I am reading Man’s Search For Meaning by Viktor E. Frankl. It is extraordinary and rich. Richness has little to do with money or power and everything to do with service, responsibility, and love. The laying down of one’s life and will for another’s sake, that is wealth, and that type of wealth is not popular.
Recently the power of choice has been a central theme of my understanding. As a teacher of k-8 graders, I will often emphasize their self-determination and empowerment by telling them to “make good choices.” In the concentrations camps, Frankl tells us that the phenomenon of choice often decided between life and death. It was rarely admitted because the power of debasement, the loss of self-determination, the horrors of camp life where so extreme that to blame anyone for dying seemed out of the question. No doubt the condition of suffering in the concentration camps were so terrible that death was expected, normal, almost inevitable. Still, as Frankl’s title suggests, the choice each individual made to find meaning through the suffering, even amisdt the absence of a future would often decide whether they would live or die that day. Frankl calls his psychological practice logotherapy – an art he describes as finding a “will to meaning.” For those of you who know Nietzsche, you’ll hear his voice in Frankl’s work: “As we said before, any attempt to restore a man’s inner strength in the camp had first to succeed in showing him some future goal. Nietzsche’s words, ‘He who has a why to live for can bear with almost any how,’ could be the guiding motto for all psychotherapeutic and psychohygenic efforts regarding prisoners. Whenever there was an opportunity for it, one had to give them a why—an aim—for their lives, in order to strengthen them to bear the terrible how of their existence.”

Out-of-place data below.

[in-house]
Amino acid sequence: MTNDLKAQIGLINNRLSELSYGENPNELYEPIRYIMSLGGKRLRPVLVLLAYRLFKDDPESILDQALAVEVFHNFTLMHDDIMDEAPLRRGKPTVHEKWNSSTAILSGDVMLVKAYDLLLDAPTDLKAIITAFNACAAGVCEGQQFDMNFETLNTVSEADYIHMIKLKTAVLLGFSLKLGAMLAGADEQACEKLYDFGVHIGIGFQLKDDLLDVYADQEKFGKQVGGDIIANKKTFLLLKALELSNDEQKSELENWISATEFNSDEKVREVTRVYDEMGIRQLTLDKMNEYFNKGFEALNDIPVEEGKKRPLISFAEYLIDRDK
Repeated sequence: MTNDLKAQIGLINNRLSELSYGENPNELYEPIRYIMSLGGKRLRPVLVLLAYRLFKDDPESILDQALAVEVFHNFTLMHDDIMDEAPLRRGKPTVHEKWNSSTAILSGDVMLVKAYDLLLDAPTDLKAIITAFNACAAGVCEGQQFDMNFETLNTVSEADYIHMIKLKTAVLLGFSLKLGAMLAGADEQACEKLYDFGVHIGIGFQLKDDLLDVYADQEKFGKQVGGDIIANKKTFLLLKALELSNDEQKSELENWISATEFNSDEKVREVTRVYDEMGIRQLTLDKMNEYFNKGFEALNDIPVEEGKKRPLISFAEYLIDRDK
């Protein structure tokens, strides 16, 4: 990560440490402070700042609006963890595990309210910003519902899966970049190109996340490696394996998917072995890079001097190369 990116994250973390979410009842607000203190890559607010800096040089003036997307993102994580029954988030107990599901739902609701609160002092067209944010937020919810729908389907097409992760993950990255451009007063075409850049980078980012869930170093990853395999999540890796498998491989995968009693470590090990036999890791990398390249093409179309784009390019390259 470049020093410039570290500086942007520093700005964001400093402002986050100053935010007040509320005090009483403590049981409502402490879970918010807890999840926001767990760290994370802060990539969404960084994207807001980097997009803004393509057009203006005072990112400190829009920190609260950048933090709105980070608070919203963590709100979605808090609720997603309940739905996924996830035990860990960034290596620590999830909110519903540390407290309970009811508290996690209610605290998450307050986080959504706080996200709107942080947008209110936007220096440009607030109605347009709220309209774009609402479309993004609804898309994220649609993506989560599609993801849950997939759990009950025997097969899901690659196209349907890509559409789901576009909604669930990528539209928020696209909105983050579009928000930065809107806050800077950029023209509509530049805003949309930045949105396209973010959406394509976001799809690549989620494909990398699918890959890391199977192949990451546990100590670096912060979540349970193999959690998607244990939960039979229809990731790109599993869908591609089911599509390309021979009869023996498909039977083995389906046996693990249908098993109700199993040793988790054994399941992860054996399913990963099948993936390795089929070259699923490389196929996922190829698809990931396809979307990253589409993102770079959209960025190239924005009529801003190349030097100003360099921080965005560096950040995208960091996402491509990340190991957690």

A powerful lens into the depths of human suffering Frankl’s work joins the ranks of books that describe the horrors of Nazi concentration camps. The value of Frankl’s book is the meaning. There is meaning. If we are not careful, the experience of suffering will drive us toward absence and meaninglessness. The power of choice does not mean life is responsible for our suffering, rather that we are responsible to life through the suffering. We are to be found worthy of our suffering, especially when and if that is all we have to offer. I do not have a bad day… my day… has a bad me. Within that re-evaluation of values encapsulates all the necessary power to chose wisely and our actualize potential.
My relationship to meaning has been reaffirmed over and over through countless philosophies and especially through experience. My experience is that meaning is overwhelmingly present, is Presence itself, refined, purified through consciousness and our greatest sufferings. I like to call that meaning God.